With electric-car sales taking off, firefighters in South Florida and beyond will get specialized training to extinguish their batteries if they catch fire.
Unlike traditional vehicles, the fires in electric cars can reignite, posing additional challenges. There’s the need for new training that’s rolling out to fire stations statewide, Jimmy Patronis, the state’s chief financial officer, said at a news conference in on Thursday.
The announcement comes months after the in a , in which investigators found the car was going 116 mph before it crashed and caught fire.
The lithium-ion batteries “are fantastic, interesting and exciting new technologies that can make our lives more efficient,” Patronis said, speaking at Boca Raton Fire Station No. 5. “But left unchecked … they can be dangerous and deadly.”
Webinars and new manuals on electric car fires will be available at fire stations across the state, Patronis said.
The flammability of these cars’ batteries burst into public consciousness with a in on May 8. It killed Barrett Riley, 18, of , and Edgar Monserratt Martinez, 18, of Aventura.
The car was speeding along Seabreeze Boulevard and the car crashed into a wall twice, according to authorities.
The car’s lithium-ion, high-voltage battery ignited twice after the initial fire that erupted during the crash. It reignited as the 2014 Tesla Model S sedan was being loaded onto a tow truck and again at a storage yard, according to a National Transportation Board report.
Patronis, standing Thursday with representatives from the National Fire Protection Association, said firefighters need to be aware of the potential of this reignition.
Nationally, sales of electric vehicles increased seven times over between 2011 and 2016, according to U.S. Energy Department statistics. In Florida, 16,000 electric cars are registered, along with 231,015 electric and gas hybrids, according to the State Fire Marshal.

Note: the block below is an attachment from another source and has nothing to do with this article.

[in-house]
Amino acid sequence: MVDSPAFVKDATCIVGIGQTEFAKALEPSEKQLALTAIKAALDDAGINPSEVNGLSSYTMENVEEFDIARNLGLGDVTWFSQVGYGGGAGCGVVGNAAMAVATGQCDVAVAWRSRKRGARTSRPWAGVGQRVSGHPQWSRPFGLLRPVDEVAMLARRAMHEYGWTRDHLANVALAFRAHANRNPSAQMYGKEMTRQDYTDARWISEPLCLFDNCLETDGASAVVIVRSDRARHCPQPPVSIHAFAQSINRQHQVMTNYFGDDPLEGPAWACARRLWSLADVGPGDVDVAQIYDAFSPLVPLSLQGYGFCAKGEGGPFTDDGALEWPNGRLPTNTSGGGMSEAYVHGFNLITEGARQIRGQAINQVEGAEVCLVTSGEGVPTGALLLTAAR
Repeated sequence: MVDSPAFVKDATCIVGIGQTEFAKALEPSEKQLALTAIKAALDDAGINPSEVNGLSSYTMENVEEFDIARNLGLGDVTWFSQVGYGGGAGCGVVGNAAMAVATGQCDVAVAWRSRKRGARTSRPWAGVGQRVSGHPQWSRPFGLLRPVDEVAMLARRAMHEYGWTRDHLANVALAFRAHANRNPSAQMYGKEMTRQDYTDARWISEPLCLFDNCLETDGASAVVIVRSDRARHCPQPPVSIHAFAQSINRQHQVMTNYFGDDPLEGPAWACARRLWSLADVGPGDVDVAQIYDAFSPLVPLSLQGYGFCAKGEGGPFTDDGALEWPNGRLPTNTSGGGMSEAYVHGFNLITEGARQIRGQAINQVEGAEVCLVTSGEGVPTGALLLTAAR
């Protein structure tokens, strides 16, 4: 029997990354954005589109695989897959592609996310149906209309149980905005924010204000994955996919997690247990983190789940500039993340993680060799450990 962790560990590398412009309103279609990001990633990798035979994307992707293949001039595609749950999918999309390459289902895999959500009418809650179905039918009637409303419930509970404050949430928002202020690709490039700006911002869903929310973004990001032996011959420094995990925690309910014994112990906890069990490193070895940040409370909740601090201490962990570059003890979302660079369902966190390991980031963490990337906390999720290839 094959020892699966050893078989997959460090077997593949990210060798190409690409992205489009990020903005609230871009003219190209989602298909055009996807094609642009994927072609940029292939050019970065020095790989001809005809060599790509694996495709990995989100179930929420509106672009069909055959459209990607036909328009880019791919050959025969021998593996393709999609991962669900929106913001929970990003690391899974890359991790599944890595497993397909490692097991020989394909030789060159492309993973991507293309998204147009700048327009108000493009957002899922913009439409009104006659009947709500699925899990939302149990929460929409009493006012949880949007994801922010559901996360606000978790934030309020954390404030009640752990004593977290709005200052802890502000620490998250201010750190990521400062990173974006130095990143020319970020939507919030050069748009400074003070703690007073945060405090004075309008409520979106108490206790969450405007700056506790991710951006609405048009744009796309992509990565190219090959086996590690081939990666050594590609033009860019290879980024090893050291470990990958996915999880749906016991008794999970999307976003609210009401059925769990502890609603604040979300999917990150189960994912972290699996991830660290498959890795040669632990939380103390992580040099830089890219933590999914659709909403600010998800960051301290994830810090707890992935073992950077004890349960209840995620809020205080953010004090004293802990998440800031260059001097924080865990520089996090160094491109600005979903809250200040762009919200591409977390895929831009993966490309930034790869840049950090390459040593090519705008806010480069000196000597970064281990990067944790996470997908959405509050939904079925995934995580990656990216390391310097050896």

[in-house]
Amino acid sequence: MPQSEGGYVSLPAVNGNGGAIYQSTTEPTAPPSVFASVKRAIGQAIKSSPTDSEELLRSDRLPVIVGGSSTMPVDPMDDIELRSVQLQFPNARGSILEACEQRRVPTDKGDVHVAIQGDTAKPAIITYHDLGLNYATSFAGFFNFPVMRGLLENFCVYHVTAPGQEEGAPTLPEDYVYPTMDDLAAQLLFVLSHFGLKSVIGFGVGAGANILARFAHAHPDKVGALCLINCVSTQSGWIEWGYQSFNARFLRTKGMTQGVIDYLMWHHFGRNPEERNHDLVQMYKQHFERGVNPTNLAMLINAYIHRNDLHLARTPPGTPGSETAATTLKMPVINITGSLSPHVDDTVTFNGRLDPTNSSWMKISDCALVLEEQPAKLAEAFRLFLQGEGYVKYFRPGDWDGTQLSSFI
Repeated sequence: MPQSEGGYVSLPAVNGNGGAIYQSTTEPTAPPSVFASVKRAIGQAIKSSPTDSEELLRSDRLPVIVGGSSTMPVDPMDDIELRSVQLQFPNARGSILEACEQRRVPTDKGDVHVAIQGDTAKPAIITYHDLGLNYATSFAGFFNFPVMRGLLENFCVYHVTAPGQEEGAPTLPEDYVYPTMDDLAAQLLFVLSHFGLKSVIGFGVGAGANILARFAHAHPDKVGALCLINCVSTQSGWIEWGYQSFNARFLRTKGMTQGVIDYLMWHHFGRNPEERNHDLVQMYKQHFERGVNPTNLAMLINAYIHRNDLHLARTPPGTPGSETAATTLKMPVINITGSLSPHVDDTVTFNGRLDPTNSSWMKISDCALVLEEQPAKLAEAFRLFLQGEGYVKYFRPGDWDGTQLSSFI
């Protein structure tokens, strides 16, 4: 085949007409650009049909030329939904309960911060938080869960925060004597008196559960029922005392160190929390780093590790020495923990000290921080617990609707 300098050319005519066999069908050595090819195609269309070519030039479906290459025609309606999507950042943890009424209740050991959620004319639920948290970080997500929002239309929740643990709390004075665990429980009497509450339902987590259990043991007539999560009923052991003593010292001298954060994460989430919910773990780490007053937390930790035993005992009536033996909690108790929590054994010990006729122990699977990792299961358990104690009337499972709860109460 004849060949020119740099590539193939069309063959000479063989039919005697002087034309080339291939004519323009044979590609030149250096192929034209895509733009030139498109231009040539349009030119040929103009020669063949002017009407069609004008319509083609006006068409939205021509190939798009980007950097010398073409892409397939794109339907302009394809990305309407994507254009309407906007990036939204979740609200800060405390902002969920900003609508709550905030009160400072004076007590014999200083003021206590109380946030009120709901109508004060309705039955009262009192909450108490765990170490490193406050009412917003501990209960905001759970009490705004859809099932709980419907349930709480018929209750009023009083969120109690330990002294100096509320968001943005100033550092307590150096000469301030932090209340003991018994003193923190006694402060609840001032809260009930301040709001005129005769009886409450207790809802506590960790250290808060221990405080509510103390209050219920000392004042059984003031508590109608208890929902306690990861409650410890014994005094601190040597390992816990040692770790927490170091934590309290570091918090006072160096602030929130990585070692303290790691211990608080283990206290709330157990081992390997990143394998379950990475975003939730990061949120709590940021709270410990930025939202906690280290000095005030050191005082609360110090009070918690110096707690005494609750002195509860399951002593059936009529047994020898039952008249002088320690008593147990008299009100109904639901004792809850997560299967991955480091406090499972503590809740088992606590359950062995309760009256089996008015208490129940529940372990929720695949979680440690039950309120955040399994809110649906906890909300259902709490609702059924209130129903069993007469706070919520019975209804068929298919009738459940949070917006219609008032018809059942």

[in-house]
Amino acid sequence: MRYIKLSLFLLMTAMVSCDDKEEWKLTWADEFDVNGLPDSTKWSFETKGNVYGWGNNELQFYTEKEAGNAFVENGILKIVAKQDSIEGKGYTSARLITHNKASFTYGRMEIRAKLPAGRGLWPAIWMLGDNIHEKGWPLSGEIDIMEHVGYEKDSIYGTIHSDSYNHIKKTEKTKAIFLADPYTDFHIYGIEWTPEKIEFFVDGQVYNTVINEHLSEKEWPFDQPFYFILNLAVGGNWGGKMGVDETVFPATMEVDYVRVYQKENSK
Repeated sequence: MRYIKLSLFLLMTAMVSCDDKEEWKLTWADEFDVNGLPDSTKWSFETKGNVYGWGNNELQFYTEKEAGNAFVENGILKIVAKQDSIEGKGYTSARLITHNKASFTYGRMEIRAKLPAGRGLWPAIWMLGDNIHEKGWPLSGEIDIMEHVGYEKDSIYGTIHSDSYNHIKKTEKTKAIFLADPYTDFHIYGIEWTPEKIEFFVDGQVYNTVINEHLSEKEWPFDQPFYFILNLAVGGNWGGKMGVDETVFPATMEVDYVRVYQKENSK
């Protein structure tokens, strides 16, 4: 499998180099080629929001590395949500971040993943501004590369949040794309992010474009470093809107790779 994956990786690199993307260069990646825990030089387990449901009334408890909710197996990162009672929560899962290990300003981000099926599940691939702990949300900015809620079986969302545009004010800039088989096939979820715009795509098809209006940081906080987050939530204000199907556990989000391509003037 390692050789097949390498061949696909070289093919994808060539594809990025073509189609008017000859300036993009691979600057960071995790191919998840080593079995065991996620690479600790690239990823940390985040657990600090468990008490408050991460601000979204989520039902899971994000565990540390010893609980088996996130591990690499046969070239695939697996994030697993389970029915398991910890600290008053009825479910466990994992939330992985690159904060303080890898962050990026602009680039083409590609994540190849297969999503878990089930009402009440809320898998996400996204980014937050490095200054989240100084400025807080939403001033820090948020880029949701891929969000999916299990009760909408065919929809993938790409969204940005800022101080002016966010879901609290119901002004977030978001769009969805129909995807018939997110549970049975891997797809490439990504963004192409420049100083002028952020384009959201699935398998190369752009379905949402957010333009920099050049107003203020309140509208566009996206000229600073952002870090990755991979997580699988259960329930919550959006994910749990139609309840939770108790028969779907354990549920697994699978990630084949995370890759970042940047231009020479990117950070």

Karl Brauer, executive publisher of the Kelley Blue Book, a vehicle valuation and automotive research company, said a car battery’s flammability varies according to design, he said. But, undoubtedly, electric car fires are worse once they start.
Traditionally fueled cars “don’t involve a large number of volatile chemicals,” Brauer said. “Once the [electric cars’] batteries are pierced and start to mix together with other materials, it is much more difficult to get out and keep out an electrically based fire.”
Riley’s aunt, Pat Riley of Fort Lauderdale, said she’s quite sure that the two boys would have walked away from that incident had they not been in a Tesla.
“It was not a head-on crash,” she said. “It was a skid into the wall and that’s what caused the battery to ignite.”
She said both sets of families are still struggling to cope with this life-changing event.
“It’s still very, very upsetting to the family,” she said.
A report from the on a June electric-car fire in California shows investigators are still trying to fully understand all the issues regarding these car batteries and how first responders should approach them.
In a preliminary September report on a West Hollywood, Calif., crash in June, wrote, “the NTSB will use information from this and other investigations, including vehicle crashes involving postcrash fires in Lake Forest, Calif., Mountain View, Calif., and Fort Lauderdale to address safety issues encountered by first responders and others during crash scene stabilization and vehicle recovery operations involving electric-powered vehicles.”
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